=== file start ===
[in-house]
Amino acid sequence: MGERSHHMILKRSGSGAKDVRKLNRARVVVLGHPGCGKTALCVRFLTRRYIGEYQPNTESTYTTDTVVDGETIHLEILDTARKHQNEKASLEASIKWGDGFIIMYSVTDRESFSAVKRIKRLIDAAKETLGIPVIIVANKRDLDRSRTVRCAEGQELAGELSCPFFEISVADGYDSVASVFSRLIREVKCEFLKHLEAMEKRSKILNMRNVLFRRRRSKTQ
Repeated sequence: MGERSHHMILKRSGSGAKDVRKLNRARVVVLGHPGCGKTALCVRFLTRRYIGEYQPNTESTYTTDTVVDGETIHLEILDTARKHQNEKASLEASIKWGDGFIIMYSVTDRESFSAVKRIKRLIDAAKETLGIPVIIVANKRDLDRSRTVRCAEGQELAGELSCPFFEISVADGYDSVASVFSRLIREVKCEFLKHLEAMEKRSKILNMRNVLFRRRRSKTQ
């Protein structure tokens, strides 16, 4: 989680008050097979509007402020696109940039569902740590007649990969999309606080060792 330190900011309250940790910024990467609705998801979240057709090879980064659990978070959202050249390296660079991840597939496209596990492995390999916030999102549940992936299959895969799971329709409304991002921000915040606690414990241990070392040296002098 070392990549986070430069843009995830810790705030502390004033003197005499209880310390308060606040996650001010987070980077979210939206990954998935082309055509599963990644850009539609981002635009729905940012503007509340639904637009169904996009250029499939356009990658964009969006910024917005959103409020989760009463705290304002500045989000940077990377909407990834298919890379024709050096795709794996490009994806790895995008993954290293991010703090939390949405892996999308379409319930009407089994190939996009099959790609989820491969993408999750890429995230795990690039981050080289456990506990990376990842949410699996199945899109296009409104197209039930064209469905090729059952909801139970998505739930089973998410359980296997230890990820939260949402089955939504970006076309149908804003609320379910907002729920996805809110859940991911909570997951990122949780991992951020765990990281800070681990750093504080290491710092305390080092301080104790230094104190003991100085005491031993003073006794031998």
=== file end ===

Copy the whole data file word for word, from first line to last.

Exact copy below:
[in-house]
Amino acid sequence: MGERSHHMILKRSGSGAKDVRKLNRARVVVLGHPGCGKTALCVRFLTRRYIGEYQPNTESTYTTDTVVDGETIHLEILDTARKHQNEKASLEASIKWGDGFIIMYSVTDRESFSAVKRIKRLIDAAKETLGIPVIIVANKRDLDRSRTVRCAEGQELAGELSCPFFEISVADGYDSVASVFSRLIREVKCEFLKHLEAMEKRSKILNMRNVLFRRRRSKTQ
Repeated sequence: MGERSHHMILKRSGSGAKDVRKLNRARVVVLGHPGCGKTALCVRFLTRRYIGEYQPNTESTYTTDTVVDGETIHLEILDTARKHQNEKASLEASIKWGDGFIIMYSVTDRESFSAVKRIKRLIDAAKETLGIPVIIVANKRDLDRSRTVRCAEGQELAGELSCPFFEISVADGYDSVASVFSRLIREVKCEFLKHLEAMEKRSKILNMRNVLFRRRRSKTQ
């Protein structure tokens, strides 16, 4: 989680008050097979509007402020696109940039569902740590007649990969999309606080060792 330190900011309250940790910024990467609705998801979240057709090879980064659990978070959202050249390296660079991840597939496209596990492995390999916030999102549940992936299959895969799971329709409304991002921000915040606690414990241990070392040296002098 070392990549986070430069843009995830810790705030502390004033003197005499209880310390308060606040996650001010987070980077979210939206990954998935082309055509599963990644850009539609981002635009729905940012503007509340639904637009169904996009250029499939356009990658964009969006910024917005959103409020989760009463705290304002500045989000940077990377909407990834298919890379024709050096795709794996490009994806790895995008993954290293991010703090939390949405892996999308379409319930009407089994190939996009099959790609989820491969993408999750890429995230795990690039981050080289456990506990990376990842949410699996199945899109296009409104197209039930064209469905090729059952909801139970998505739930089973998410359980296997230890990820939260949402089955939504970006076309149908804003609320379910907002729920996805809110859940991911909570997951990122949780991992951020765990990281800070681990750093504080290491710092305390080092301080104790230094104190003991100085005491031993003073006794031998």